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I was wondering if someone could give me an intuitive explanation as to why the vega of at the money options doesn't increase with volatility. I've seen some mathematical explanations showing the derivative of vega with respect to vol when strike=fwd price to be 0, but I didn't follow intuitively why that would be.

Edit: Volga: change in vega/change in vol

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  • $\begingroup$ Can you please also define volga/convexity? Not everyone knows it. $\endgroup$ – Gordon Jan 7 '16 at 2:27
  • $\begingroup$ Because Vega is maximum ATM? $\endgroup$ – Kiwiakos Jan 7 '16 at 8:06
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Suppose S = 100, and K = 100. Imagine it is 1 second prior to expiry. And only two outcomes are possible UP or Down. Sup = 101 and Sdow = 99. Your call will pay either 1 or 0 with 50% probability. Thus price of option is 0.50

Now, imagine same situation but with higher vol. Sup = 102 and Sdow = 98. Same proba, thus price of call is 1.

Repeat with higher vol: Sup = 104, Sd = 96. Call is 2.

As you can see it increases linearly with vol, cause the down leg always gives you zero. And the payout on the upside is linearly increasing with vol. (clearly not a mathematically sophisticated answer, but at least paints the picture)

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Consider the graph of price vs implied volatility of an at-the-money call option. At 0 volatility, the price is zero, as with zero vol the spot remains constant and finishes at the strike for zero payoff. For low volatilities, there is a famous approximation that call value is about $0.4 S \sigma \sqrt T.$ That gives the graph initially increasing linearly with a slope $0.4 S \sqrt T.$ But for very high vol, there is a no-arbitrage limit that the price of the call cannot be higher than the price of the underlying. So the graph must asymptote to being flat at $S$ as volatility goes to infinity. The slope of this graph is vega. So vega is positive (about $0.4 S \sqrt T$) for low vol but decreases to $0$ in the limit as vol goes to infinity.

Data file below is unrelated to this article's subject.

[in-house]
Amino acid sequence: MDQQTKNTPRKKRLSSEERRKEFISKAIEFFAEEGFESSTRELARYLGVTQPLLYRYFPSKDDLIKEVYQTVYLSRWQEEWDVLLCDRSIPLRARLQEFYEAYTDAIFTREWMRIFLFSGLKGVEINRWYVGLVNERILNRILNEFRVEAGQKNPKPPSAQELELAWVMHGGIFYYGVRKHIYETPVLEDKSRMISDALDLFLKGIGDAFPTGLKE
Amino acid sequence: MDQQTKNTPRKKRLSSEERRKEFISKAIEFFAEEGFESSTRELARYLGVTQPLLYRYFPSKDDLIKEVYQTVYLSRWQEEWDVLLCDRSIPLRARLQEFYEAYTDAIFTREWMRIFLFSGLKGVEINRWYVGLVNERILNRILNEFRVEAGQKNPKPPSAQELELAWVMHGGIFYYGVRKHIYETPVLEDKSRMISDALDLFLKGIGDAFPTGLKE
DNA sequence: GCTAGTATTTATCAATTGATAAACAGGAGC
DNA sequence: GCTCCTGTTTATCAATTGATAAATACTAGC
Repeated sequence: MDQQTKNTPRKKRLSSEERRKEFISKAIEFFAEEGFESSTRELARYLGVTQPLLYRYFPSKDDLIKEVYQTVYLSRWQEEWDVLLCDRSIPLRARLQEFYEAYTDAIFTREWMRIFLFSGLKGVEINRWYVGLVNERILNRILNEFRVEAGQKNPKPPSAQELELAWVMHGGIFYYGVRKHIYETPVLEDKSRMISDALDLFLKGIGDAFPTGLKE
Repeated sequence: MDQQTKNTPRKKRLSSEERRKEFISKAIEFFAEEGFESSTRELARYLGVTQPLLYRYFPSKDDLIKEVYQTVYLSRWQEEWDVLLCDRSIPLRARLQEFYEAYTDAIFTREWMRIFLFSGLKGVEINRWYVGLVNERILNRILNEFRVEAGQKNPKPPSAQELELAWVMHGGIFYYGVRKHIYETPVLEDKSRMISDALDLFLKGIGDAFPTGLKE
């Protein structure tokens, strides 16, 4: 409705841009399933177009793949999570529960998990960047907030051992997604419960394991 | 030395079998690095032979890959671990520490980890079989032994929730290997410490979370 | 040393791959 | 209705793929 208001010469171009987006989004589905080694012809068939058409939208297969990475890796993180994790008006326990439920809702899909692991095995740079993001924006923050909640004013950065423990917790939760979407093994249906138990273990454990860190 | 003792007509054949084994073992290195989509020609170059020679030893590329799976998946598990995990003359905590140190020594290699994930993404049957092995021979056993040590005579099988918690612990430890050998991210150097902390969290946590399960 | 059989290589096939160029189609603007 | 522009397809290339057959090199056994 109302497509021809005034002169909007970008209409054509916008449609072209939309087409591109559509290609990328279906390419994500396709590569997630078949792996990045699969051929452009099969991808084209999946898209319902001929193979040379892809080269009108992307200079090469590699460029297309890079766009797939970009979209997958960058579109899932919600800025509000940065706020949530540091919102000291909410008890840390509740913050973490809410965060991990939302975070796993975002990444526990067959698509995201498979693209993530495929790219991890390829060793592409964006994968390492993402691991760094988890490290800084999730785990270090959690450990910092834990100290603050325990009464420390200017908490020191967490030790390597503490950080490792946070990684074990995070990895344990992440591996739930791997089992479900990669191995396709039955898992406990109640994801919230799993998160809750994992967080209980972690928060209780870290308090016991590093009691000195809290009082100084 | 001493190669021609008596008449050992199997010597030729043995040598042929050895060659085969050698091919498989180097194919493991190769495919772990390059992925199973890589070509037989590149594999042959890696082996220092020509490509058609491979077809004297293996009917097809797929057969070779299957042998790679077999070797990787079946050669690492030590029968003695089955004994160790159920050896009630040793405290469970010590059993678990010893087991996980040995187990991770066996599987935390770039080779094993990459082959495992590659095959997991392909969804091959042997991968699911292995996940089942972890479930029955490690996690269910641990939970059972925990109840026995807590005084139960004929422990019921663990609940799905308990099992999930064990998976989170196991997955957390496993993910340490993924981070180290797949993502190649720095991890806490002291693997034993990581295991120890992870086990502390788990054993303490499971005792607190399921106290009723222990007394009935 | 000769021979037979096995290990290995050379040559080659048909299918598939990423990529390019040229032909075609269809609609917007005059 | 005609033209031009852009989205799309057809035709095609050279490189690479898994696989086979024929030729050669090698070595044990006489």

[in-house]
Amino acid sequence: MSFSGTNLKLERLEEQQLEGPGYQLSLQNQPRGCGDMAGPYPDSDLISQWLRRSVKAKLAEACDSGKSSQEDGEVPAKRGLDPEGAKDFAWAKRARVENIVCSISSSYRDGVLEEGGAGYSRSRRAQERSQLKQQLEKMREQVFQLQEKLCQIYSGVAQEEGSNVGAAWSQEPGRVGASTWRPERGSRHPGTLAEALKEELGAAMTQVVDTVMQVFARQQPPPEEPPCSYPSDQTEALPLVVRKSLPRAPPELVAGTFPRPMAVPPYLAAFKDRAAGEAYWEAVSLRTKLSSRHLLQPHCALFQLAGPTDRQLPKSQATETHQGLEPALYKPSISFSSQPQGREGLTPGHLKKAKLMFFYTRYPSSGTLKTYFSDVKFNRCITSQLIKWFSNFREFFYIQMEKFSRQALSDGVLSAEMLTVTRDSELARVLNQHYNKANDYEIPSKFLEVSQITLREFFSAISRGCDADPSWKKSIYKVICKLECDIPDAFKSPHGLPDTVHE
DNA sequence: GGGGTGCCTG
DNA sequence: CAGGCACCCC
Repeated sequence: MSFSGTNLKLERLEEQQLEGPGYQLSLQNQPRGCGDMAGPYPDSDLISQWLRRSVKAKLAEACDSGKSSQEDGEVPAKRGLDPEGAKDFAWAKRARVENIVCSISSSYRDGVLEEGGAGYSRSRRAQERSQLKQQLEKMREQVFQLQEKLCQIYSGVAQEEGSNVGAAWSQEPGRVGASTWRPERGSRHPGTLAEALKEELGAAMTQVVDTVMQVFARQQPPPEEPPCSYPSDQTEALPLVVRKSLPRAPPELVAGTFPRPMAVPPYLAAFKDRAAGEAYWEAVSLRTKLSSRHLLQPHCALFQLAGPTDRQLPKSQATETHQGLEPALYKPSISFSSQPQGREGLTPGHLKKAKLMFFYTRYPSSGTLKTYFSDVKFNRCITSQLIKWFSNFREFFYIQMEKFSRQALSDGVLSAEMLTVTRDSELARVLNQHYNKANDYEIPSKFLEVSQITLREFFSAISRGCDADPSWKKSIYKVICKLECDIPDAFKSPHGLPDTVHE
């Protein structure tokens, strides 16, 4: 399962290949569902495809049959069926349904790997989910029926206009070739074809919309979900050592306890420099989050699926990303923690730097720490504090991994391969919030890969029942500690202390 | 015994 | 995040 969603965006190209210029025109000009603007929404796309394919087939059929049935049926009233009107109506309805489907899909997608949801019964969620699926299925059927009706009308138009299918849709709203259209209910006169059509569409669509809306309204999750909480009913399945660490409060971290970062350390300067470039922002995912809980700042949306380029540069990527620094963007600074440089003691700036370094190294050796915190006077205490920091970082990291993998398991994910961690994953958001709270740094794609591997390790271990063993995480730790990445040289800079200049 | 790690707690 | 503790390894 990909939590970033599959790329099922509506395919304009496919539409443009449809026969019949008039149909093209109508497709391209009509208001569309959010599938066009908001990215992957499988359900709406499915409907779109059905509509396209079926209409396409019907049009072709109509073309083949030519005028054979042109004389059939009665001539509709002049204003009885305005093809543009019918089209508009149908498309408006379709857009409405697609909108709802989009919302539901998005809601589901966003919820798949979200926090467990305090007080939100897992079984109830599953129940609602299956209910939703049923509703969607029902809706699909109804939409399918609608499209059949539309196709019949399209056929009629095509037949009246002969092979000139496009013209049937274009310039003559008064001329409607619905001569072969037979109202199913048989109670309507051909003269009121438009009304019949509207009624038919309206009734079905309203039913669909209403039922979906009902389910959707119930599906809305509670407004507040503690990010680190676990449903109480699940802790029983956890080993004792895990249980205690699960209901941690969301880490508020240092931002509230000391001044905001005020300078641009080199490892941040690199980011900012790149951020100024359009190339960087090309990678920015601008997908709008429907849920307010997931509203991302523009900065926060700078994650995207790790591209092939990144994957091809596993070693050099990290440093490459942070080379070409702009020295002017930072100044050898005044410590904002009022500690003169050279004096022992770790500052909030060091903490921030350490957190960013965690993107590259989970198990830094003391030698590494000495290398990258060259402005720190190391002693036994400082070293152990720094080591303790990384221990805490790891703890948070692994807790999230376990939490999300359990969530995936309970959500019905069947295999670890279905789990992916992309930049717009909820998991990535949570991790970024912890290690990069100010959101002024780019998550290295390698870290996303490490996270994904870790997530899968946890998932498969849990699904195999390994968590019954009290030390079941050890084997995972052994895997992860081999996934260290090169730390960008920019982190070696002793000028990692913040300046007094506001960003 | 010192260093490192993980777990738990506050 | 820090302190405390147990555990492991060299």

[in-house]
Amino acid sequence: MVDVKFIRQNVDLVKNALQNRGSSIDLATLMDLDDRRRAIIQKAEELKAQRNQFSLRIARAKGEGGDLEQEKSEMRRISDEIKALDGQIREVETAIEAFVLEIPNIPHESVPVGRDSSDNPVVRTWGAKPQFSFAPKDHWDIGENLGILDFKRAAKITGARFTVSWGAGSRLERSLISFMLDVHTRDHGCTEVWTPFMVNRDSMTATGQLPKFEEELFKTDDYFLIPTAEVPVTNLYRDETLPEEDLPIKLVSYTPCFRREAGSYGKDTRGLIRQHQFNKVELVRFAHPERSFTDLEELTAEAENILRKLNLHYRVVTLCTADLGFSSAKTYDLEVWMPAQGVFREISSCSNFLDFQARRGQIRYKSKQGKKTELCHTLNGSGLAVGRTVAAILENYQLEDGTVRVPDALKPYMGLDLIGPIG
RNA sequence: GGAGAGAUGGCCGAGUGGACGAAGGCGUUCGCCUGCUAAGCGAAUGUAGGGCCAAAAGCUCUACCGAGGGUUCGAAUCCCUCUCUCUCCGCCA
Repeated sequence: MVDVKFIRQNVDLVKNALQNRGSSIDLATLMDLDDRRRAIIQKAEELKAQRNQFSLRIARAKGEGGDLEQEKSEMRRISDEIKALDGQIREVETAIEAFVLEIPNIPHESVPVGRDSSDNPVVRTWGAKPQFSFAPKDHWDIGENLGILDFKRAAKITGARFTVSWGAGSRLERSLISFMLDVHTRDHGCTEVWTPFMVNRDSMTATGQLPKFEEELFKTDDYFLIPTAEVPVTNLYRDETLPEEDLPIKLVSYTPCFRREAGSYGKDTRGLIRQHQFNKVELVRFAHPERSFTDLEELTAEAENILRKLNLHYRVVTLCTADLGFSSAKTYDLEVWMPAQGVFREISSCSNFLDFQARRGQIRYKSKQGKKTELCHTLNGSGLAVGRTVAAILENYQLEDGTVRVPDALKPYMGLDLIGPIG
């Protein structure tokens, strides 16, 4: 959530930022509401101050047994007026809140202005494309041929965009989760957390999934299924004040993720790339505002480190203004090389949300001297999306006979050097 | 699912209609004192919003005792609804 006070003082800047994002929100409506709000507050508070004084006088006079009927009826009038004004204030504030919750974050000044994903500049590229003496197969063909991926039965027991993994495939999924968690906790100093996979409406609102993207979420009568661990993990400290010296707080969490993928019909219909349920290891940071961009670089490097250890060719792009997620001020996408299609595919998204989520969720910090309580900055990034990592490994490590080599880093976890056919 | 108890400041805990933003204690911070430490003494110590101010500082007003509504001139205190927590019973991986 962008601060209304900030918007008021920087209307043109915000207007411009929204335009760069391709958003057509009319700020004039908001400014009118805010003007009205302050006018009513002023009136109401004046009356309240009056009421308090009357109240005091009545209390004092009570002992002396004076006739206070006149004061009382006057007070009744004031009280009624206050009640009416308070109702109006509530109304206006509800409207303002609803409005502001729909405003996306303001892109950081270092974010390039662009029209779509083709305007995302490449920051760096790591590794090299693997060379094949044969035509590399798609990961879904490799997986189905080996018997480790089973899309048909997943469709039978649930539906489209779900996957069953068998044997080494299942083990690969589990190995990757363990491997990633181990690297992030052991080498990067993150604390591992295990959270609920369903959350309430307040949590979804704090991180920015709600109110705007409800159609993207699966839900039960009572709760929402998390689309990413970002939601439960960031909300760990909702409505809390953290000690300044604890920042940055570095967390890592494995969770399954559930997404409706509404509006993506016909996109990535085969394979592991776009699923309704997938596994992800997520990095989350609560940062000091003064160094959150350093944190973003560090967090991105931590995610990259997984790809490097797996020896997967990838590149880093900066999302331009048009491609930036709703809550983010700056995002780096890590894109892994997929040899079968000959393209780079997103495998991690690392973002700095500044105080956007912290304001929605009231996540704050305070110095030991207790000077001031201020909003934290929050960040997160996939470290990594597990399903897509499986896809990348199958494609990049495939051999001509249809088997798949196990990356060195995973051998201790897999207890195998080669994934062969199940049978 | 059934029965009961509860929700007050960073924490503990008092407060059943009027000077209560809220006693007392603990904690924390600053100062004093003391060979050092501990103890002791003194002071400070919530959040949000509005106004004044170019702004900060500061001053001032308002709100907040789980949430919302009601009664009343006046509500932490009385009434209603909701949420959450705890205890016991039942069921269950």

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This is probably the mathematical explanation you are referring to... LINK

I tend to think of this problem semi-mathematically with remembering the whole formula. Say the time value of the option comes from sigma*sqrt(T). So ATM option is approximately linear in volatility. Similar conclusion can be drawn in terms of the trend of time decay of an option, which is approximately a square root function.

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Suppose you have two stocks, perfectly correlated, both initially at 100, but one has exactly twice the dollar standard deviation of the other. Then the payouts of a $100 call are exactly in a 2:1 ratio for every possible path. Notes: (1) I've assumed both spot and forward price are 100 (2) this doesn't strictly hold if the distribution is not Normal, but I think the intuition is ok.

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For an ATM call option, the vega is given by \begin{align*} \frac{\partial C}{\partial \sigma} &= SN'(d_1)\sqrt{T}\\ &=\frac{1}{\sqrt{2\pi}}S\,e^{-\frac{d_1^2}{2}}\sqrt{T}\\ &=\frac{1}{\sqrt{2\pi}}S\,e^{-\frac{\sigma^2}{8}T}\sqrt{T}. \end{align*} Then, the volga is given by \begin{align*} \frac{\partial^2 C}{\partial \sigma^2} &=-\frac{1}{4\sqrt{2\pi}}S\,e^{-\frac{\sigma^2}{8}T} \sigma\, T^{3/2}, \end{align*} which is negative. That is, the vega does not increase with the volatility. Depending on the magnitude of $S$, $\sigma$, and $T$, the volga does not have to be insignificant. For example, for $S=100$, $\sigma=0.35$, and $T=5$, \begin{align*} \frac{\partial^2 C}{\partial \sigma^2} \approx -36.15, \end{align*} which does not appear small.

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For an ease of argument assume there are no discrete dividends and interest rates are non-stochastic and identically zero. Consider a delta-hedged log-contract, which is essentially equivalent to a variance swap in this case. Since this contract can statically be replicated by traded options, you can think of variance itself as a traded asset. This means the variance process has to be a martingale with the expected value being the current price of the contract. Because the price is observed, a change in implied vol-of-vol cannot change the market price of the contract. ( assume you price the contract with the Heston model increasing the vol-of-vol thereby leaving the total-variance constant). However we know that out-of-the money options have positive vol convexity (which is intuitive) so there must be options with negative vol-convexity that render the total expected variance invariant under a change of vol-of-vol. These options cannot be out-of-the money.Hence options around at-the-money must have negative vol-convexity.

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